I like Barry Manilow. Well, I like his music, anyway; I’ve never met the legendary entertainer, who stepped onto the pop music landscape in 1973, wearing platform boots and a sequined, blue jumpsuit and hasn’t been out of the spotlight since. Now, mind you, I’m not a “Manilooney,” one of the superfans who follow Manilow around the country, show to show, like the “Deadheads” to The Grateful Dead, but I would consider myself at least a rank-and-file fan of “the old songs.” Don’t laugh. You know you stop on “Copacabana” when you’re by yourself in the car. Admit it. And, besides, there’s no shame in appreciating songs adored by ba-jillions. I mean, legions of “Fanilows” can’t be wrong, right?
Still a skeptic? Humph! Then don’t take my word for it, let the evidence speak for itself: from 1974 to 1983, Manilow placed 25 songs into Billboard’s Top 40 charts, with three number ones and millions of albums sold in a career that’s lasted almost 40 years. I'll grant that album sales, alone, do not, necessarily, place an artist on a "Must Hear" list, but consider that in the early 70’s, Frank Sinatra reportedly said of Manilow, “He’s next.” Not a bad endorsement. Even Axl Rose, 1980's icon and metal head, purports to have been inspired by Manilow’s first hit, “Mandy.” True story. Look it up. And today, Manilow is undeniably woven into the fabric of popular culture, being lampooned and heralded simultaneously over the years in television shows, like “Night Court,” in the 1980’s and more recently, “Ally McBeal,” “The Simpsons,” and even having his own “theme night” on “American Idol.” Not convinced yet? Sigh…whatever. Bob Dylan agrees with me (Again, true story. Look it up).
But while his best-known songs and albums from the 1970’s get most of the attention, in 1984, Manilow quietly recorded what many consider to be his very best album: the smoky, jazzy, barroom-in-the-middle-of-the-night, sleeper, 2:00 A.M. Paradise Café. The album was a change of pace for the adult contemporary superstar, who had spent the previous decade ubiquitous on the radio, but by the early 1980’s, Manilow had sputtered into a rough patch, artistically. While each, new release was hitting the coveted, million sales mark, he was in a holding pattern, creatively, and suddenly, he found his polished pop records playing awkward kid brother in a “Top 40” playground filled with future classics, like The Clash’s “Rock The Casbah,” John “Cougar” Mellencamp’s, “Jack and Diane,” The Human League's, “Don’t You Want Me?” and Joan Jett & The Blackhearts’ “I Love Rock & Roll.” Not likely to compete in the new-wave and rock-dominated radio landscape, Manilow seemed to purposely remove himself from the contest, and the resulting album was one of the most memorable of his career.
The concept of Paradise Café started by accident, when Ginger Mercer, the wife of the legendary songwriter, Johnny Mercer, sent Manilow a cache of Mercer’s lyrics, inviting him to compose music to any of the verses that piqued his interest. Manilow obliged, writing the music for the astounding, nostalgia-tinged poem, “When October Goes.” Stemming from that piano masterpiece, Manilow conceived the idea of an entire album of original, jazz-styled songs hovering around the motif of a nightclub at 2 o’clock in the morning, whose customers should have called it a night, but who, for that moment, the skuzzy little bar seems to offer more than whatever is, or whatever isn’t waiting at home.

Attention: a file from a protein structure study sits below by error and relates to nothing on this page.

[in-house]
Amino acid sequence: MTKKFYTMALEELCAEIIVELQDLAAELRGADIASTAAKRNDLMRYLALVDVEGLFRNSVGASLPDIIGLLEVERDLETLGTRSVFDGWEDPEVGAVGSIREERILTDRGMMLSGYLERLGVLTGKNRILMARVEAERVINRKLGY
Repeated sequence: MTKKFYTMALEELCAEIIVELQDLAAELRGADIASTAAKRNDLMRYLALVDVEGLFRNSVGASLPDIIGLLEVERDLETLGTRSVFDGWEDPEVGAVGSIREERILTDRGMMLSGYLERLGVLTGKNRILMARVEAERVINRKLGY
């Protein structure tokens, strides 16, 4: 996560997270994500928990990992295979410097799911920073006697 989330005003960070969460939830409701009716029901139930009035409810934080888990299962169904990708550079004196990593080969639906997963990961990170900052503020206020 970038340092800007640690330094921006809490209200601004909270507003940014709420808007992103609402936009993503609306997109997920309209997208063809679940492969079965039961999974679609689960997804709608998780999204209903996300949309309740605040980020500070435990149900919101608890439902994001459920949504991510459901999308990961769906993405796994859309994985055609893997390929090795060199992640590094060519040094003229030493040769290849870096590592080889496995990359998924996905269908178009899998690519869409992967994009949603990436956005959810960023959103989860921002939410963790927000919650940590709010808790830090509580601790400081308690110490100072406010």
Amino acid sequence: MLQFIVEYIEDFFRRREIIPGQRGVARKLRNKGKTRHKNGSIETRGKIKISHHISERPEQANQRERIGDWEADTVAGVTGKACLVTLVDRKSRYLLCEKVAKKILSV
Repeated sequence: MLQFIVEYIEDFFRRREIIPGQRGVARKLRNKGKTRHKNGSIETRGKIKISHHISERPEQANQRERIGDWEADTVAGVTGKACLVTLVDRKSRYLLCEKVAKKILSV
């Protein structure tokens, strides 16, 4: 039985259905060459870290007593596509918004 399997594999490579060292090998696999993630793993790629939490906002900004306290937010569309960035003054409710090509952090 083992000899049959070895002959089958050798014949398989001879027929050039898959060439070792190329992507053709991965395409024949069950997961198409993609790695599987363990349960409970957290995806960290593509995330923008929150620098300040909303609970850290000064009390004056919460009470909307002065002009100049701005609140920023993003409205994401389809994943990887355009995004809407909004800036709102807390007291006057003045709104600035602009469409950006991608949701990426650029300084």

What I also love about this album is the “samey” feeling the melodies have, each riffing off the title track, but also holding their own as individual songs. Manilow recruited legendary jazz musicians to assist on the record, including Gerry Mulligan, Bill Mays, Mundell Lowe, Mel Torme’, and Sarah Vaughan, the latter two sharing vocals on two songs, “Big City Blues,” and “Blue,” respectively. The duets are standouts on the album, and Manilow’s exchanging lines with Torme’ and Vaughan reveals, not a vocal peer, but a fan, enraptured by this once-in-a-lifetime chance to share his songs with the very artists, who inspired him to become a musician in the first place.
I posit that Manilow’s contribution to the pop pantheon ended after Paradise Café, and while many thought the album, departure that it was, to be only a brief detour, for the next 35 years and up to present day, he’s never really returned to his pop roots, rarely even recording any of his own compositions. In fact, after Paradise, the musician’s modus operandi was to turn-in album after album of gimmicky, concept records, from swing music to show tunes to big band music, to three Christmas albums, to the horrifyingly contrived series that followed: the “Best Songs Of The 50’s,” “Best Songs Of The 60’s,” “Best Songs Of The 70’s,” “Best Songs Of The 80’s,” Sigh…was their a 90’s iteration? Who knows? Who cares? The albums were an awful dénouement in the oeuvre of a gifted entertainer. but Manilow is in the studio as I write this, working on his next album, which is rumored to harken back to his glory days of the 1970’s. If you’re reading this, Barry, we're all tryin’ to get the feelin’ again. Don’t let us down.
Post Script: I argue that the gist of Paradise Cafe', like much of Manilow's career, is more about the love of music than forging "new ground" or pandering to the "hip" rock scene, and over the years, Manilow often showed this hand by singing songs about songs (to wit: “I Write The Songs,” “This One’s For You,” “Beautiful Music,” “The Old Songs,” and I Made It Through The Rain, a #10 hit in 1980, that’s original lyrics lovingly describe the craft of song writing), maybe it was inevitable that Manilow relegate himself to an oldies act, or maybe the music and passion just went out of fashion for him. I guess we have to wait and see…